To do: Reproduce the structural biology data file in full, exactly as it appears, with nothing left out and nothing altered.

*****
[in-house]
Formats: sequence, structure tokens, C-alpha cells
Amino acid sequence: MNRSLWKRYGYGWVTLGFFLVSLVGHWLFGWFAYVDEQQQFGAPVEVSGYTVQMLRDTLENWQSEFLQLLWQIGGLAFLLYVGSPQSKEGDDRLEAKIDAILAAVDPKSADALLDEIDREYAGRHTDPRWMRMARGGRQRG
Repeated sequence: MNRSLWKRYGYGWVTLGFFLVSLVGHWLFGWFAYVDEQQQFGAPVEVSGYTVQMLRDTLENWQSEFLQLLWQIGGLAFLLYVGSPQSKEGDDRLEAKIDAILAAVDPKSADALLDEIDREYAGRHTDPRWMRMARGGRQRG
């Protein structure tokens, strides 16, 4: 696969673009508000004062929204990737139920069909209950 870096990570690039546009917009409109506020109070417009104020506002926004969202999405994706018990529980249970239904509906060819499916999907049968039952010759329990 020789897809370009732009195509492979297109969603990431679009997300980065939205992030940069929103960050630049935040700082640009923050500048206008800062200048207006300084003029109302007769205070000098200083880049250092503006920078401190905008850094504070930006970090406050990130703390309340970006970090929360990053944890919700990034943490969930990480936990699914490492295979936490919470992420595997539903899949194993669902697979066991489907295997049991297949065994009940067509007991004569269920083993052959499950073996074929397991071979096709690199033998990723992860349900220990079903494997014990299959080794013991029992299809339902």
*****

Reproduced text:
[in-house]
Formats: sequence, structure tokens, C-alpha cells
Amino acid sequence: MNRSLWKRYGYGWVTLGFFLVSLVGHWLFGWFAYVDEQQQFGAPVEVSGYTVQMLRDTLENWQSEFLQLLWQIGGLAFLLYVGSPQSKEGDDRLEAKIDAILAAVDPKSADALLDEIDREYAGRHTDPRWMRMARGGRQRG
Repeated sequence: MNRSLWKRYGYGWVTLGFFLVSLVGHWLFGWFAYVDEQQQFGAPVEVSGYTVQMLRDTLENWQSEFLQLLWQIGGLAFLLYVGSPQSKEGDDRLEAKIDAILAAVDPKSADALLDEIDREYAGRHTDPRWMRMARGGRQRG
């Protein structure tokens, strides 16, 4: 696969673009508000004062929204990737139920069909209950 870096990570690039546009917009409109506020109070417009104020506002926004969202999405994706018990529980249970239904509906060819499916999907049968039952010759329990 020789897809370009732009195509492979297109969603990431679009997300980065939205992030940069929103960050630049935040700082640009923050500048206008800062200048207006300084003029109302007769205070000098200083880049250092503006920078401190905008850094504070930006970090406050990130703390309340970006970090929360990053944890919700990034943490969930990480936990699914490492295979936490919470992420595997539903899949194993669902697979066991489907295997049991297949065994009940067509007991004569269920083993052959499950073996074929397991071979096709690199033998990723992860349900220990079903494997014990299959080794013991029992299809339902």